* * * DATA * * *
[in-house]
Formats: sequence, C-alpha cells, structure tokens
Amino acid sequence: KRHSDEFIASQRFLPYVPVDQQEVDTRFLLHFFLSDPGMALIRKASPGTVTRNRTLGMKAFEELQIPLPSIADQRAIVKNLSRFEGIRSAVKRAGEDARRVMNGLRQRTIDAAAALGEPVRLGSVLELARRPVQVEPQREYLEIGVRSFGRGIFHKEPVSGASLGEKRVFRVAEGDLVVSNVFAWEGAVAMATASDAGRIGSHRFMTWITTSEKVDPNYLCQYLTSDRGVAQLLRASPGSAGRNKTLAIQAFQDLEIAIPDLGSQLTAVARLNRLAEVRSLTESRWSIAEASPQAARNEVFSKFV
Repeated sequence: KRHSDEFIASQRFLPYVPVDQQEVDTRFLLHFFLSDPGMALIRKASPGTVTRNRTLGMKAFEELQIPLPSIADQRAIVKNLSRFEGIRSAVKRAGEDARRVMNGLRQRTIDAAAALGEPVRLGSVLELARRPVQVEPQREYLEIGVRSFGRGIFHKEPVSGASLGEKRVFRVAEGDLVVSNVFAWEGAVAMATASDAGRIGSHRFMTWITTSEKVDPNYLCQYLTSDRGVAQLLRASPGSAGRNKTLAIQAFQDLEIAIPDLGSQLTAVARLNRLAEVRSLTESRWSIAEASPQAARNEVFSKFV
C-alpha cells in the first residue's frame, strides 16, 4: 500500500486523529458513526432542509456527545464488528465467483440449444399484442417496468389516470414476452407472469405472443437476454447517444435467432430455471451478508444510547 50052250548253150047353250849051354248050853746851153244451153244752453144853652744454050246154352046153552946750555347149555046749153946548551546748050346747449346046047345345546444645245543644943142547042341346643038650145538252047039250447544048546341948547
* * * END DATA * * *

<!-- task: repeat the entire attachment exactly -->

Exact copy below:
[in-house]
Formats: sequence, C-alpha cells, structure tokens
Amino acid sequence: KRHSDEFIASQRFLPYVPVDQQEVDTRFLLHFFLSDPGMALIRKASPGTVTRNRTLGMKAFEELQIPLPSIADQRAIVKNLSRFEGIRSAVKRAGEDARRVMNGLRQRTIDAAAALGEPVRLGSVLELARRPVQVEPQREYLEIGVRSFGRGIFHKEPVSGASLGEKRVFRVAEGDLVVSNVFAWEGAVAMATASDAGRIGSHRFMTWITTSEKVDPNYLCQYLTSDRGVAQLLRASPGSAGRNKTLAIQAFQDLEIAIPDLGSQLTAVARLNRLAEVRSLTESRWSIAEASPQAARNEVFSKFV
Repeated sequence: KRHSDEFIASQRFLPYVPVDQQEVDTRFLLHFFLSDPGMALIRKASPGTVTRNRTLGMKAFEELQIPLPSIADQRAIVKNLSRFEGIRSAVKRAGEDARRVMNGLRQRTIDAAAALGEPVRLGSVLELARRPVQVEPQREYLEIGVRSFGRGIFHKEPVSGASLGEKRVFRVAEGDLVVSNVFAWEGAVAMATASDAGRIGSHRFMTWITTSEKVDPNYLCQYLTSDRGVAQLLRASPGSAGRNKTLAIQAFQDLEIAIPDLGSQLTAVARLNRLAEVRSLTESRWSIAEASPQAARNEVFSKFV
C-alpha cells in the first residue's frame, strides 16, 4: 500500500486523529458513526432542509456527545464488528465467483440449444399484442417496468389516470414476452407472469405472443437476454447517444435467432430455471451478508444510547 50052250548253150047353250849051354248050853746851153244451153244752453144853652744454050246154352046153552946750555347149555046749153946548551546748050346747449346046047345345546444645245543644943142547042341346643038650145538252047039250447544048546341948547